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Encyclopedia > Viennese waltz

Viennese Waltz (German: Wiener Walzer ) is the name of a ballroom dance. At least three different meanings are recognized. In the historically first sense, the name may refer to several versions of the waltz, including the earliest waltzes done in ballroom dancing, dances to the music of Viennese Waltz. Gaskell Ball Ballroom dance, refers collectively to a set of partner dances, which originated in the Western world and are now enjoyed both socially and competitively around the globe. ... The waltz (G.: Walzer, It. ... The waltz (G.: Walzer, It. ...


In the English language, only proper nouns and proper adjectives are capitalized. The word "waltz" is not a proper noun in the English language when used in an article as this one. The correct spelling is "Viennese waltz" with "waltz" lower case. "Waltz" is only capitalized when it is the first word of a sentence or is part of the title of an article, book, song, etc.


What is now called Viennese waltz is the original form of the waltz and the first ballroom dance in the closed hold or "waltz" position. All other modern ballroom dances use this hold which was first danced as the waltz, now known as the Viennese waltz. The slower waltz, the dance that is in America and England now called "waltz," is actually the English or slow waltz, danced approximately at 90 beats per minute (30 bars or measures per minute; a bar or measure is three beats). To this day in Germany, Austria, and France, the words "walzer" (German for "waltz") and "valse" (French for "waltz") still mean the original version, danced at 150 to 180 beats per minute (50-60 bars or measures per minute; a bar or measure is three beats. 60 bars or measures per minute is the international standard). Also a true Viennese waltz consists only of turns and change steps to switch between right (natural) and left (reverse) turns. Other moves such as the fleckerls and the American-style moves are modern inventions and not normally danced at the annual balls in Vienna. Constant turning is a true Viennese waltz. Swaying from side to side or other moves such as underarm turns are not true Viennes waltz. Furthermore, in a properly danced Viennese waltz, couples do not pass, but turn continuously left and right while traveling counterclockwise around the floor following each other.


The tango also went through a similar evolution. What most people call "tango" is actually International- or American-style ballroom tango. The original version of the tango is called "Argentine tango," although in Argentina and other Latin American countries, it is known simply as "tango." Similarly the dance known as the waltz in Vienna means one thing, the original waltz or what Americans, Brits, and others call Viennese waltz.


As the Waltz evolved, some of the versions that were done at about the original fast tempo of ballroom waltzes came to be called specifically "Viennese Waltz" to distinguish them from the slower waltzes. In the modern ballroom dance, two versions of Viennese Waltz are recognized: International Style and American Style. This is the list of dance terms that are not names of dances or types of dances. ... This is the list of dance terms that are not names of dances or types of dances. ...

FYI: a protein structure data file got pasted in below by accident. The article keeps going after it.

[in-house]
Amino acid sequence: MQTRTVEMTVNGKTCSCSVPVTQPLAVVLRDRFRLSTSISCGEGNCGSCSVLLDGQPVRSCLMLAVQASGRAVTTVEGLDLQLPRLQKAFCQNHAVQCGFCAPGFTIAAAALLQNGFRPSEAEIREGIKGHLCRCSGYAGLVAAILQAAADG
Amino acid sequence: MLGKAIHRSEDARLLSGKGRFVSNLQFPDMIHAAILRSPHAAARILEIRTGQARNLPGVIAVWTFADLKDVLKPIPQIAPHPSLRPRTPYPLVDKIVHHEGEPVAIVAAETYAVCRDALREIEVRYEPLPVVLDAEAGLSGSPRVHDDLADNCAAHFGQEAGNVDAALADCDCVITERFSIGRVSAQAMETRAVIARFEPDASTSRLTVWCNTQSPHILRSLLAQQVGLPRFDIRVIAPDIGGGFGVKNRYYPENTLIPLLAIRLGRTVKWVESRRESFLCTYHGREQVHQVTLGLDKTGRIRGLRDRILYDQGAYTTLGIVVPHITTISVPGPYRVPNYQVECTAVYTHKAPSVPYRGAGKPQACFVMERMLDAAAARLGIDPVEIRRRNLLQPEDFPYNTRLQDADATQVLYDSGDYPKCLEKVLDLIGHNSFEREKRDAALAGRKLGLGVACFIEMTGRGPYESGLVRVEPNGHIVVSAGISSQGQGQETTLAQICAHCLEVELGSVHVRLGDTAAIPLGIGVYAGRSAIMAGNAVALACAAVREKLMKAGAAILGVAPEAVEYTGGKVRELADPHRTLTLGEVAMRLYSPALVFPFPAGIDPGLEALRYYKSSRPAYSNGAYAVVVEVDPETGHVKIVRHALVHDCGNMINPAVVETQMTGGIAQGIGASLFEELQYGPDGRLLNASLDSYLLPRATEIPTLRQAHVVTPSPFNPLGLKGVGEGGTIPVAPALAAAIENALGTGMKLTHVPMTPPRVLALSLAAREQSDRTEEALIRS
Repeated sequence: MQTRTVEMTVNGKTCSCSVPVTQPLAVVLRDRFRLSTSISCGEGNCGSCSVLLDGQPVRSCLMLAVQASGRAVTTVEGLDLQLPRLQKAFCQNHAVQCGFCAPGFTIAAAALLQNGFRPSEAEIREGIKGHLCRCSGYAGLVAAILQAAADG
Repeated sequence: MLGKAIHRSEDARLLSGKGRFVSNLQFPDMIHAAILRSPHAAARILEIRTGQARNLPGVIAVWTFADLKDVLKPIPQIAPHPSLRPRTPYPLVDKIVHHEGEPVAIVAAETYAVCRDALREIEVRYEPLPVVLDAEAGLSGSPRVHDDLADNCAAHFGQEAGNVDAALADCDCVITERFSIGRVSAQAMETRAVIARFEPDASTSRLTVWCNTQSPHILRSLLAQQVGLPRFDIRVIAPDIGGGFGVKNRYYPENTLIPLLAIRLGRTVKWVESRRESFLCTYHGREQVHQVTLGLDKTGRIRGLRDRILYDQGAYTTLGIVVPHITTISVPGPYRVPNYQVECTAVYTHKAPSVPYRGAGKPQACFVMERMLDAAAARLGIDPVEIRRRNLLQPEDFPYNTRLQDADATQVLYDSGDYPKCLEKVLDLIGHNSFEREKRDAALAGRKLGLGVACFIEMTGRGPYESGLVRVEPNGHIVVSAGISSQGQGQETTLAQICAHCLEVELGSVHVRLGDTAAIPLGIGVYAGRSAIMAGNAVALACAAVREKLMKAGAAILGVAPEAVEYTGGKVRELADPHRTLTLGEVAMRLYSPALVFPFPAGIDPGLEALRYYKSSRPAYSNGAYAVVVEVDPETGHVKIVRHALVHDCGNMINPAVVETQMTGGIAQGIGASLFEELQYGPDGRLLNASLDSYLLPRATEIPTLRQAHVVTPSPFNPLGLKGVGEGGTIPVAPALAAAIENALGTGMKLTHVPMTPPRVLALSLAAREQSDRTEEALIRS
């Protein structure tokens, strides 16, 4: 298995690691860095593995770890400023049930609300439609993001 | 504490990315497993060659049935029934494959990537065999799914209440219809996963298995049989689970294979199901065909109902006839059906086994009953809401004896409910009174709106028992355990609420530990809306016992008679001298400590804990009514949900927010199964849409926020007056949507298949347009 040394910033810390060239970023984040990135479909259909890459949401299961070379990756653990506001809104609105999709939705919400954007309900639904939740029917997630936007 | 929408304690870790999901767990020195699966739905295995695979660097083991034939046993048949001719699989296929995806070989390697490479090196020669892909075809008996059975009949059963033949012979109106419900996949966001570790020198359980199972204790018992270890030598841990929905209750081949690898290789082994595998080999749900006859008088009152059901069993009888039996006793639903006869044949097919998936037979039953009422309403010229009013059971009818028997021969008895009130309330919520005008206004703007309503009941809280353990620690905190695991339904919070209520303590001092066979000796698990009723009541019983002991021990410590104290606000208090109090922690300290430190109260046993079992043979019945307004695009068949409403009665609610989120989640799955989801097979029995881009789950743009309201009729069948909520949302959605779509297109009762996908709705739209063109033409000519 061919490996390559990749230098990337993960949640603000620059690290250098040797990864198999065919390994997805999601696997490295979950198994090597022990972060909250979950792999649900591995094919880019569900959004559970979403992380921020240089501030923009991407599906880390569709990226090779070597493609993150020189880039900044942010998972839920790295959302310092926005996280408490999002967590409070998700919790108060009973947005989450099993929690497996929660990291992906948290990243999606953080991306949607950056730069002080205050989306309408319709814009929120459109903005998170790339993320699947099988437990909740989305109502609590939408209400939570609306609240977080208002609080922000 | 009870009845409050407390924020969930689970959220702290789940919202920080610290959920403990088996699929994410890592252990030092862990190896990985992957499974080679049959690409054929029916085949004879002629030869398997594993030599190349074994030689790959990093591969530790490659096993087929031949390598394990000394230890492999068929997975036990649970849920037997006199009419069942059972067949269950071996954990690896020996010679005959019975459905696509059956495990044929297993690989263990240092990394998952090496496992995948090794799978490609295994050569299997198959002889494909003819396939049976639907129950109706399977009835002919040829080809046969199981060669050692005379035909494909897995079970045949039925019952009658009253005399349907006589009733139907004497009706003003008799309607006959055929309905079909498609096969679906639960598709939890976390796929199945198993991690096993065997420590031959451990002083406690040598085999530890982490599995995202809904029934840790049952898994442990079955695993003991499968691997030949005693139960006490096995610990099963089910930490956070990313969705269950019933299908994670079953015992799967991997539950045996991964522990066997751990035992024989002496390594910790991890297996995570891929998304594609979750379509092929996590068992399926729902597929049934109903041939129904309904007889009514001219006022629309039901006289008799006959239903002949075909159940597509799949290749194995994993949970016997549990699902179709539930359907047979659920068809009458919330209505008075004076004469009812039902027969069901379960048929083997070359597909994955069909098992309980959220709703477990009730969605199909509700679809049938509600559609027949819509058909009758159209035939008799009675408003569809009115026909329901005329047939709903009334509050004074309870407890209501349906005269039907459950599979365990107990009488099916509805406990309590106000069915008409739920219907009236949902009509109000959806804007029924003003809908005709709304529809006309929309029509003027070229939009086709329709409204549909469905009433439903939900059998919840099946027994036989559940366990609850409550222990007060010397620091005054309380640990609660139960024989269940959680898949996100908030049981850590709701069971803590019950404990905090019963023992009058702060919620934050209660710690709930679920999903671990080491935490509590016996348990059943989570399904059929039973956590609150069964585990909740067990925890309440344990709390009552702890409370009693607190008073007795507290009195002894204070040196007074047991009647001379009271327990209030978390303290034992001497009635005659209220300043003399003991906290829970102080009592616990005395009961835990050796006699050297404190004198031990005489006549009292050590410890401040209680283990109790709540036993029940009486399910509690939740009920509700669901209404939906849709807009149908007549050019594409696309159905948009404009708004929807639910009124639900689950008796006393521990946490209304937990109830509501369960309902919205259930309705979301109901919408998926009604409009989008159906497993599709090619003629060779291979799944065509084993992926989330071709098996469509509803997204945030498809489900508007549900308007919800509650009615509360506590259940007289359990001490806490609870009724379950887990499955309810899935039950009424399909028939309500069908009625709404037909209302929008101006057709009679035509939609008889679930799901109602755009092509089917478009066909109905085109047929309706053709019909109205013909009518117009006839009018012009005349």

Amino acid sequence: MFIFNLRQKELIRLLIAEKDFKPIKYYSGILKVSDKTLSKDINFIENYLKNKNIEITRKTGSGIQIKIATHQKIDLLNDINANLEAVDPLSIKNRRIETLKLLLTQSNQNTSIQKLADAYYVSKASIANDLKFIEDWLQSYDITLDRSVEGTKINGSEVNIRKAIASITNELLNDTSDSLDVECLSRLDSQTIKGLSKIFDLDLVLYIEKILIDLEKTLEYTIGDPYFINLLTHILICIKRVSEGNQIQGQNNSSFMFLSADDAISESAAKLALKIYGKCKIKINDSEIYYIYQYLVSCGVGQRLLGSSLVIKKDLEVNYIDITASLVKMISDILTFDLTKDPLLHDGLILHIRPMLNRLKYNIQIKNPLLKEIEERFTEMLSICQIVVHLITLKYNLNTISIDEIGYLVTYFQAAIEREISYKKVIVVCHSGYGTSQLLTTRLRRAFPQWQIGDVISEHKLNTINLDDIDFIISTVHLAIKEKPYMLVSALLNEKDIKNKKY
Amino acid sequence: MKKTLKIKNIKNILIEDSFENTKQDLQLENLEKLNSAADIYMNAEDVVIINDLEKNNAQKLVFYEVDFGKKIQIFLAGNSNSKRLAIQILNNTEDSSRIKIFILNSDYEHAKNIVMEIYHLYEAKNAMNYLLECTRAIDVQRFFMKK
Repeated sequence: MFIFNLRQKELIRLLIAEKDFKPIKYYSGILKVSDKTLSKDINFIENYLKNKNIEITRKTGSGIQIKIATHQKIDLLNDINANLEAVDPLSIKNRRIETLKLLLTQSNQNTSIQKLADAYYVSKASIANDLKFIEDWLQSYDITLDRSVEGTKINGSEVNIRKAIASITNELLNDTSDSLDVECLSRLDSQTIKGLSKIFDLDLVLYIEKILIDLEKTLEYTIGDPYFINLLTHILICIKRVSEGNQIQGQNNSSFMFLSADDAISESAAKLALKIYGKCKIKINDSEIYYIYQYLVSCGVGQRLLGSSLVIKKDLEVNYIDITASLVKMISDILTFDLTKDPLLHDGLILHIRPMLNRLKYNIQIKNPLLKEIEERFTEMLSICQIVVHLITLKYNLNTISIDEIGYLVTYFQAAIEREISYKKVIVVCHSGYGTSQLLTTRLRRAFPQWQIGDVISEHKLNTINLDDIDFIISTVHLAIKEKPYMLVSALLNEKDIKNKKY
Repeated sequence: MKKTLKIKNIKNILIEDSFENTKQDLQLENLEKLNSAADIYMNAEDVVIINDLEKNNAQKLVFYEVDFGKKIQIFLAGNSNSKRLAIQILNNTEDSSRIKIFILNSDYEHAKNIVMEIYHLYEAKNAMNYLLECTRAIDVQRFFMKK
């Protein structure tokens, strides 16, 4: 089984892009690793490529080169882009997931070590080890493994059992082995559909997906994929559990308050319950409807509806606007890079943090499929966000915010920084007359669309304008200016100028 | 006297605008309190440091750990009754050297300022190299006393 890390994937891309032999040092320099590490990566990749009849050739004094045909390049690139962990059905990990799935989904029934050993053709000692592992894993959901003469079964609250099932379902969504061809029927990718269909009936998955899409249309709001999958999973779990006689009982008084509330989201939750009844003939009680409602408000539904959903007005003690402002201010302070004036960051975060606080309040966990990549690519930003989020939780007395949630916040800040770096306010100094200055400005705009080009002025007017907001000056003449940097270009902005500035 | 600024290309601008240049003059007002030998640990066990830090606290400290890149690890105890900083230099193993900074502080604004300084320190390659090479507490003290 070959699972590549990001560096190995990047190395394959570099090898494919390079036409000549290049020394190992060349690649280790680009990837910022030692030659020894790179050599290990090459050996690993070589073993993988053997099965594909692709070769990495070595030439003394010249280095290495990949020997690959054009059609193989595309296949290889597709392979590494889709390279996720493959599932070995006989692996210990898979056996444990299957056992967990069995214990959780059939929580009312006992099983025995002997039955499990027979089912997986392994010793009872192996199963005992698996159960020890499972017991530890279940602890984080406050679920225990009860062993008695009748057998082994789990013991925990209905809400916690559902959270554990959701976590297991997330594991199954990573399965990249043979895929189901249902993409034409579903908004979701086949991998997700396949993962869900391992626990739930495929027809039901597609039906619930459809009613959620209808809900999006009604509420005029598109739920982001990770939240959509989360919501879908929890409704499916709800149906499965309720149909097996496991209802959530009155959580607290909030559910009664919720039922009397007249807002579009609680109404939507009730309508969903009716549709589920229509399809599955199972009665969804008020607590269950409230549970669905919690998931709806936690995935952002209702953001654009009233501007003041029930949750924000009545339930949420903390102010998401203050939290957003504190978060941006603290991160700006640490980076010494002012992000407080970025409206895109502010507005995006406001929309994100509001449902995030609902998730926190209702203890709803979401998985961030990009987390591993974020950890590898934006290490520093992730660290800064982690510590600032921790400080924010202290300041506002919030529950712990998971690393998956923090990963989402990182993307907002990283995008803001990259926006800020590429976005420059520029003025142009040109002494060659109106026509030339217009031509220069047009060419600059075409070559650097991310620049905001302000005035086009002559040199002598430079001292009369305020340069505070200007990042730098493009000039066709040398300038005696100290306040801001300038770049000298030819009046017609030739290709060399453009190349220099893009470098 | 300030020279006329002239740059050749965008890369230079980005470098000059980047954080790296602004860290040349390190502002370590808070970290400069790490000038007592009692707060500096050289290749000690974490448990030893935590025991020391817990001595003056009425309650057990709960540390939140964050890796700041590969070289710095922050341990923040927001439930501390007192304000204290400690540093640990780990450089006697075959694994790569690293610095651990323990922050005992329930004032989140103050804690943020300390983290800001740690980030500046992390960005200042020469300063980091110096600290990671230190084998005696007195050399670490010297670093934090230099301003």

Today the Viennese Waltz is a ballroom and partner dance that is part of the International Standard division of contemporary ballroom dance. Gaskell Ball Ballroom dance, refers collectively to a set of partner dances, which originated in the Western world and are now enjoyed both socially and competitively around the globe. ... Two people doing the Salsa. ... This is the list of dance terms that are not names of dances or types of dances. ...

Contents

History

The Viennese Waltz, so called to distinguish it from the Waltz and the French Waltz, is the oldest of all ballroom dances. It emerged in the second half of the 18th century from the German dance and the Ländler in Austria and in the beginning was disapproved-of on account of its "lasciviousness", e.g. because the ladies' ankles were visible. Later it gained official acceptance and even popularity due to the Congress of Vienna at the beginning of the 19th century and the famous compositions by Josef Lanner, Johann Strauss I and his son, Johann Strauss II. The waltz (G.: Walzer, It. ... The ländler is a folk dance in 3/4 time which was popular in Austria, south Germany and German Switzerland at the end of the 18th century. ... The Congress of Vienna by Jean-Baptiste Isabey, 1819. ... Josef Lanner (12 April 1801 – 14 April 1843) was an Austrian dance music composer who was best remembered as one of the earliest Viennese composers to reform the waltz from a simple peasant dance to one that even the highest society would dance to and actually enjoy the waltz music... Johann Strauss I Johann Strauss I (also known as Johann Strauss Snr. ... Johann Strauss II The Waltz King coming to life in the Stadtpark, Vienna Johann Strauss II (German: Johann Strauß (Sohn), Johann Strauss (son); in English also Johann Strauss the Younger, Johann Strauss Jr. ...


In the 1920s in Germany the Viennese Waltz became outdated as more modern and dynamic dances emerged. In England the Viennese Waltz acclimatized, there Boston and later Waltz were preferred. Boston, in reference to a dance, may have one of the following meanings. ... The waltz (G.: Walzer, It. ...